Illustration for article titled Manors  Bad Manners: Black Twitter Calls Out the Double Standard in a White Writers Disrespect of a Black Influencer
Screenshot: @LivSiddall (Twitter)

As a “writer, content producer and podcast creator specializing in music, art and design, great people and pop culture,” according to her Linkedin, Siddall, a story editor at WeTransfer and deputy editor of Riposte magazine, is no doubt accustomed to highly stylized images like this one—after all, from the sound of it, it’s part of her job (as it is mine). Online influencer culture was built on images like these, but if we’re really being honest, they long predate social media, as seen through the rise of lifestyle experts like Martha Stewart, “Barefoot Contessa” Ina Garten, Australian food stylist Donna Hay, British royal cousin and interior designer India Hicks, “Shabby Chic” founder Rachel Ashwell and more recently, Gwyneth Paltrow’s Goop empire.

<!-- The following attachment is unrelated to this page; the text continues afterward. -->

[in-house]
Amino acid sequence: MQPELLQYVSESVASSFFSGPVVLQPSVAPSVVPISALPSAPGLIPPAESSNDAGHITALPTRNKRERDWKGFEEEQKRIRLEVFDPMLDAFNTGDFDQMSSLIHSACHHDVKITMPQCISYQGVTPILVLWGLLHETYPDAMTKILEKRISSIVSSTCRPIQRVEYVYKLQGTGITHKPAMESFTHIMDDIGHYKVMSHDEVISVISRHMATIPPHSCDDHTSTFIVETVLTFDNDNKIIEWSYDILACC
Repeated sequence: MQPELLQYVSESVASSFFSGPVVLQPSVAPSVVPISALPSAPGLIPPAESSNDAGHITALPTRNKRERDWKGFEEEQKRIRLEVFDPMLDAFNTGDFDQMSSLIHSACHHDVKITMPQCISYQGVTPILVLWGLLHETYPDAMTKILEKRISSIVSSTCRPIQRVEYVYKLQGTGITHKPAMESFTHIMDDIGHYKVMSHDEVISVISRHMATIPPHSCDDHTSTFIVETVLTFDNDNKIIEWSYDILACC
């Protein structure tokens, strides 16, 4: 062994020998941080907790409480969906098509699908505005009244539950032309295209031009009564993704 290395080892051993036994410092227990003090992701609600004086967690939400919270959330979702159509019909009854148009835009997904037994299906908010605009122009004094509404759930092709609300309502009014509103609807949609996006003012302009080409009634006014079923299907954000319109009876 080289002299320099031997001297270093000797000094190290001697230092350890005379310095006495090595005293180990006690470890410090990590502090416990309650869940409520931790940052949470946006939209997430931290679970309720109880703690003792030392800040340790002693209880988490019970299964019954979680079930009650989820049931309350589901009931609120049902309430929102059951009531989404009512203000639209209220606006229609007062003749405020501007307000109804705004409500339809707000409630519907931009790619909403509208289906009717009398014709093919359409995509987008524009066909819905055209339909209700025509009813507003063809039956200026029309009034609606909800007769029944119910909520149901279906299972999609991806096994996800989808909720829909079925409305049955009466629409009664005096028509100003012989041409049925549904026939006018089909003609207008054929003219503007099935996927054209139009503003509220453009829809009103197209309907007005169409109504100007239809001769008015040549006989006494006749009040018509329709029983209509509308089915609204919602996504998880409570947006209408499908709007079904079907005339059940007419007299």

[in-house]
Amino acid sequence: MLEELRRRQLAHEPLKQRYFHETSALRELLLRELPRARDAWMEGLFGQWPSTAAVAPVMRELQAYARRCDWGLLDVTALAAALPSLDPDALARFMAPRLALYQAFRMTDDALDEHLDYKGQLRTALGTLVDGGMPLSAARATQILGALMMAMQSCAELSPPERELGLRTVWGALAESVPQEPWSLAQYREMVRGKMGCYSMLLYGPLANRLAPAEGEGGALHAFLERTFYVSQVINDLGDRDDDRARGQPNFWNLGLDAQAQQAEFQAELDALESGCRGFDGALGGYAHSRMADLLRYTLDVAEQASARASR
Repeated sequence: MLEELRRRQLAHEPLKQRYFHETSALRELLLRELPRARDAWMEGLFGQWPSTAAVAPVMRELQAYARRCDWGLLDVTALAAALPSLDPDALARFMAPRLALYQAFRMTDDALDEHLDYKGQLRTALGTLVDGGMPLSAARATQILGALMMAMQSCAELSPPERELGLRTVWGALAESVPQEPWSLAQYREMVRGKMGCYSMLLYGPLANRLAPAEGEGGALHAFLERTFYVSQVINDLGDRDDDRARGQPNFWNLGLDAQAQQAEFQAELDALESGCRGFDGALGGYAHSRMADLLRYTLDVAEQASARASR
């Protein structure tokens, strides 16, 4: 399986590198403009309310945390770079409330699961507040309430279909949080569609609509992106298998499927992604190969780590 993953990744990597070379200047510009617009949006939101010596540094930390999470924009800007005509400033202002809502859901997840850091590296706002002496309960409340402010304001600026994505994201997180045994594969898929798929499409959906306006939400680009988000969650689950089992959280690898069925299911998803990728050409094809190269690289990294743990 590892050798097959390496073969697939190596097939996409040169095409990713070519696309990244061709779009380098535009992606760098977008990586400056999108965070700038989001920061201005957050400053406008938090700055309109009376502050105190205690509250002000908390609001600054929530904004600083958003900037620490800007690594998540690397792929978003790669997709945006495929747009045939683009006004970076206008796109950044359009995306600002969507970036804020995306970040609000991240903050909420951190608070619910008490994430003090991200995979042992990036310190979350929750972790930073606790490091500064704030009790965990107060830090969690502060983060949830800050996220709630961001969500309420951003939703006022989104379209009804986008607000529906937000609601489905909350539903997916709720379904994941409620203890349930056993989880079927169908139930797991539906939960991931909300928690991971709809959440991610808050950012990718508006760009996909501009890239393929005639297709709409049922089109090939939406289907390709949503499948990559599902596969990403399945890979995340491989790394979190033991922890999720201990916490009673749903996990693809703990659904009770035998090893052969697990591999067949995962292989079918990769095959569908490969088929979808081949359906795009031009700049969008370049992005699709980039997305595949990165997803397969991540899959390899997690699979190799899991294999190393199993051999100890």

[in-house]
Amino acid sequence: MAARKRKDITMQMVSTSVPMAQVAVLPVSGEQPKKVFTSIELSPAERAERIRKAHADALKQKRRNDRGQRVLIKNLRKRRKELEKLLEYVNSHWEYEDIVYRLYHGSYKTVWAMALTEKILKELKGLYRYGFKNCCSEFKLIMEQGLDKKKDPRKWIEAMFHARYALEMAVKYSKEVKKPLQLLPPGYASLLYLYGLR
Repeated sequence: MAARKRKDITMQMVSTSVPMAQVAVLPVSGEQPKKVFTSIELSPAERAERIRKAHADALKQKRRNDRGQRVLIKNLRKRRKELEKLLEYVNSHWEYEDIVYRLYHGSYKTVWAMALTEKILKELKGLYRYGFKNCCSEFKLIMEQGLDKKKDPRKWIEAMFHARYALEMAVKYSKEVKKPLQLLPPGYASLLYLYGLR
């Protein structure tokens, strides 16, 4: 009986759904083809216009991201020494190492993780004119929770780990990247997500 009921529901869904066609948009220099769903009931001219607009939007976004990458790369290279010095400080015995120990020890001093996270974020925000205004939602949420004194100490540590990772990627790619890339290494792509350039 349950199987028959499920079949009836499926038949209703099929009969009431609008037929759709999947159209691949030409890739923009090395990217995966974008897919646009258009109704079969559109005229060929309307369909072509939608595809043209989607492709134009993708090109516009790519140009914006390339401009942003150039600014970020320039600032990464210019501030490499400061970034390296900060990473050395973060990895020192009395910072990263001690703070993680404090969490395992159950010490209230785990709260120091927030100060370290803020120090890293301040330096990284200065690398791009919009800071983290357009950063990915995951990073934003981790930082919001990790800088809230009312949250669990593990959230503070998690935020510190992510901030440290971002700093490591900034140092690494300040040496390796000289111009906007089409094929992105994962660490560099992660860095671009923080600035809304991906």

In fact, writer-director Nancy Meyers’ entire onscreen aesthetic (as seen in rom-com hits like Something’s Gotta Give, The Holiday and It’s Complicated) has mirrored a cottage industry (pun intended) of airy, camera-ready interiors and tableaux as aspirational as they may arguably be insufferable—pretty much par for the course in the current lifestyle influencer realm. With that in mind, one might wonder why this image, in particular, was the straw that broke Siddall’s Instagram account. But what do all of the above women have in common?

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They’re white.